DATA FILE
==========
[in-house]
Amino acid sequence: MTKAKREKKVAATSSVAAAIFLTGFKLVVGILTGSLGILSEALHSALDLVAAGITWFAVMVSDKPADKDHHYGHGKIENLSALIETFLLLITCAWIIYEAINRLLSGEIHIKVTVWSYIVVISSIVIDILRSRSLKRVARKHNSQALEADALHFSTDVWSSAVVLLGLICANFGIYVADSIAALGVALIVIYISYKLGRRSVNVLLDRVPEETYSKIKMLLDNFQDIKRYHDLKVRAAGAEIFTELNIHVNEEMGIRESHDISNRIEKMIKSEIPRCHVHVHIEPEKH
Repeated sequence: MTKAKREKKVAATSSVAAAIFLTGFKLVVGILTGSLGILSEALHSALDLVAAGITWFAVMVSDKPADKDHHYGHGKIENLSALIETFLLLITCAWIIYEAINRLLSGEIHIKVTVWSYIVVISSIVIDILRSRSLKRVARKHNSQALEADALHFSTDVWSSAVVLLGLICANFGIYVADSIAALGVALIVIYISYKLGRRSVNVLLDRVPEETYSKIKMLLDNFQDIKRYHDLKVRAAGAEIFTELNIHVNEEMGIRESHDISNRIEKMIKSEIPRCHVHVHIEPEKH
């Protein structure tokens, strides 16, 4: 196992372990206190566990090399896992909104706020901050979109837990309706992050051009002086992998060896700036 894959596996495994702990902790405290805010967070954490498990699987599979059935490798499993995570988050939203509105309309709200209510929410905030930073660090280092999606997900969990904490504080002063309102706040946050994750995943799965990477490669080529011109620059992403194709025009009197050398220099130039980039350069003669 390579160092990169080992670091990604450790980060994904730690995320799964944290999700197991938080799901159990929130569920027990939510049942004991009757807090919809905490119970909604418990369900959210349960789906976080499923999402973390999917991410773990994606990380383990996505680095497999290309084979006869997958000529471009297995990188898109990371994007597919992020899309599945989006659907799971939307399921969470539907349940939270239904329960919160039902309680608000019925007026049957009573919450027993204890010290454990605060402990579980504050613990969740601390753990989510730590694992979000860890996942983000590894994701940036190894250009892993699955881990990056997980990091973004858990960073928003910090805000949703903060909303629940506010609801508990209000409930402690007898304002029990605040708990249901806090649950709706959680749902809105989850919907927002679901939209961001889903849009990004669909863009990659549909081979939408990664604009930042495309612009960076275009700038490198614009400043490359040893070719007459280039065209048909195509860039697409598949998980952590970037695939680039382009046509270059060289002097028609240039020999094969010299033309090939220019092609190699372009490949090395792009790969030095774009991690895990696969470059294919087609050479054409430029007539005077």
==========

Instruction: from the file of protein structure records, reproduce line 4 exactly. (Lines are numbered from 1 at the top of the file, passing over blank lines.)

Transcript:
């Protein structure tokens, strides 16, 4: 196992372990206190566990090399896992909104706020901050979109837990309706992050051009002086992998060896700036 894959596996495994702990902790405290805010967070954490498990699987599979059935490798499993995570988050939203509105309309709200209510929410905030930073660090280092999606997900969990904490504080002063309102706040946050994750995943799965990477490669080529011109620059992403194709025009009197050398220099130039980039350069003669 390579160092990169080992670091990604450790980060994904730690995320799964944290999700197991938080799901159990929130569920027990939510049942004991009757807090919809905490119970909604418990369900959210349960789906976080499923999402973390999917991410773990994606990380383990996505680095497999290309084979006869997958000529471009297995990188898109990371994007597919992020899309599945989006659907799971939307399921969470539907349940939270239904329960919160039902309680608000019925007026049957009573919450027993204890010290454990605060402990579980504050613990969740601390753990989510730590694992979000860890996942983000590894994701940036190894250009892993699955881990990056997980990091973004858990960073928003910090805000949703903060909303629940506010609801508990209000409930402690007898304002029990605040708990249901806090649950709706959680749902809105989850919907927002679901939209961001889903849009990004669909863009990659549909081979939408990664604009930042495309612009960076275009700038490198614009400043490359040893070719007459280039065209048909195509860039697409598949998980952590970037695939680039382009046509270059060289002097028609240039020999094969010299033309090939220019092609190699372009490949090395792009790969030095774009991690895990696969470059294919087609050479054409430029007539005077």